4. Congratulations on the raise 🙂 Sounds like a great plan for the money – I agree about setting ambitious targets and using automatic savings plans. If the money isn't there you can't spend it! Last year, I started putting half of the amount left in my account on payday into a separate account for a rainy day. Turns out that that rainy day never came, since I just adapted to living on what I had, so it will make a nice nest egg for when I finish my PhD and am looking for work.

    Recently I've had a similar dilemma, I got a scholarship to do some teaching in rural schools. I feel like I should be putting it towards my house deposit, but at the same time it feels like extra money that I could use to by a camera. I may split it in half to get the best of both worlds.

    1. Good work on the savings plan! I think the key is balancing 'extra' money on some savings and some whims (such as the camera). I remember I did something similar when Kevin Rudd gave us $900 – I was partly responsible, and partly reckless, and that way I didn't feel too deprived, or too silly and frivolous!

  5. Nice work getting the pay rise. I think it is important to increase your slush fund as you earn more money, but to do so in moderation.
    As for retirement savings, if you are talking about superannuation (which I think you might be as you are in AUS) do you worry that the government will change the rules on you and you won't be able to access your money when you want to? My personal view is that they keep changing the rules and so I would rather have that money on call for investments away from the governments hands.

    1. I am talking about superannuation. I'm not too worried about the government changing the rules as my retirement is a LONG time away (I'm 28). I think I acknowledge my lack of experience (and laziness) when it comes to share market investing. I'd only have the 'extra' money in a 5% interest rate account, and that would hardly keep up with inflation over time. The other BIG risk is that I'd use the money now (even for an investment like a house or something) and then I wouldn't have it come retirement. I suppose my view (right now), is that that money is a long way from me touching it, and the majority of it wasn't ever 'mine' (in the spendable, liquid sense) as the employers just put money straight in there, so it's a bonus if it grows, and ok otherwise (falls, gets chewed up and spat out by the govt). Sorry this is turning into a long comment – but I truly think it's in the govt's best interests for people to self fund their retirement – they may manipulate when, and how much etc, but at the end of the day, they don't want a huge social security bill for retirees.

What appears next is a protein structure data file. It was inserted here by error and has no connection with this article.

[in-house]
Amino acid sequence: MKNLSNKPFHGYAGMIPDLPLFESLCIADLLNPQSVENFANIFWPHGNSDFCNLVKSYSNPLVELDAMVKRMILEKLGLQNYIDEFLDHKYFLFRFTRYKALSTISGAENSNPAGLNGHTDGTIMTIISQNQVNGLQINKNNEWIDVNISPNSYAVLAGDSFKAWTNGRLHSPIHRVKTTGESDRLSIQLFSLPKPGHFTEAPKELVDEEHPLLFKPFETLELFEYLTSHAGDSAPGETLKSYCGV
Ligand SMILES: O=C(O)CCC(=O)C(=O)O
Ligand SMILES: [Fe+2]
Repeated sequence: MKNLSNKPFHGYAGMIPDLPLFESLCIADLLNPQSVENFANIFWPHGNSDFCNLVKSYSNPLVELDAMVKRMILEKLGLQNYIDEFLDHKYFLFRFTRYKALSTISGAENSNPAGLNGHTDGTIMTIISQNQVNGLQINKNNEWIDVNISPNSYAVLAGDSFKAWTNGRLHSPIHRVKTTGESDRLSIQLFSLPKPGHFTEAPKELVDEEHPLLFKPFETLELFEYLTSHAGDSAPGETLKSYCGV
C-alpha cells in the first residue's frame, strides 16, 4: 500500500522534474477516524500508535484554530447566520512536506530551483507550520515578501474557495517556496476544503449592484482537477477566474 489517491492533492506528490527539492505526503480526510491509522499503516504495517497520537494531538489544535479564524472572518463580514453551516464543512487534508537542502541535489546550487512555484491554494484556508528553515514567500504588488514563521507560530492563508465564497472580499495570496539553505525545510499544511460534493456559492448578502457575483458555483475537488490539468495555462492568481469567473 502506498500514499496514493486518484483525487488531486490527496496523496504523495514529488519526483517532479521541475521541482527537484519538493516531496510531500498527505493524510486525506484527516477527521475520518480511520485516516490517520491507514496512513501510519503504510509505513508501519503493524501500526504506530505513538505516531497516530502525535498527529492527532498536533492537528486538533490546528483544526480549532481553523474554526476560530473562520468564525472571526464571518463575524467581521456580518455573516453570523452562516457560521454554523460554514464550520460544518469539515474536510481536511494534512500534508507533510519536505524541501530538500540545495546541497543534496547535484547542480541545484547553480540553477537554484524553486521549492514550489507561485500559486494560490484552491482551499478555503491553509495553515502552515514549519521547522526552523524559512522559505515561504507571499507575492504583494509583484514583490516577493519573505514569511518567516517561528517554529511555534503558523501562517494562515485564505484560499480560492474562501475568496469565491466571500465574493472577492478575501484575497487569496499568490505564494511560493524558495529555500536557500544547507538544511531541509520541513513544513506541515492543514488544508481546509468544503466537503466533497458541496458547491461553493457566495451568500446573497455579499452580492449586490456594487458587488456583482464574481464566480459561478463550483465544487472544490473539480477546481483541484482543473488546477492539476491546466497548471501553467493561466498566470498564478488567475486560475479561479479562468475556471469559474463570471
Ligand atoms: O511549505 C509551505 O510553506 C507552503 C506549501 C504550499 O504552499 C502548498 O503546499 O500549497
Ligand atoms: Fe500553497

1. Simple strategy, I like it. Sadly overpaying my mortgage more than $5k this year (or last) will penalise me. And I'm about $4500 'extra' paid for this calendar year :s So more for retirement or my holiday then, on your model!

  6. It's smart of you to make a plan for your raise – many people would just spend away and not think of it!

    Yes, I NEED automated savings. Out of sight, out of mind. Money left over is a dangerous thing in my hands. 🙂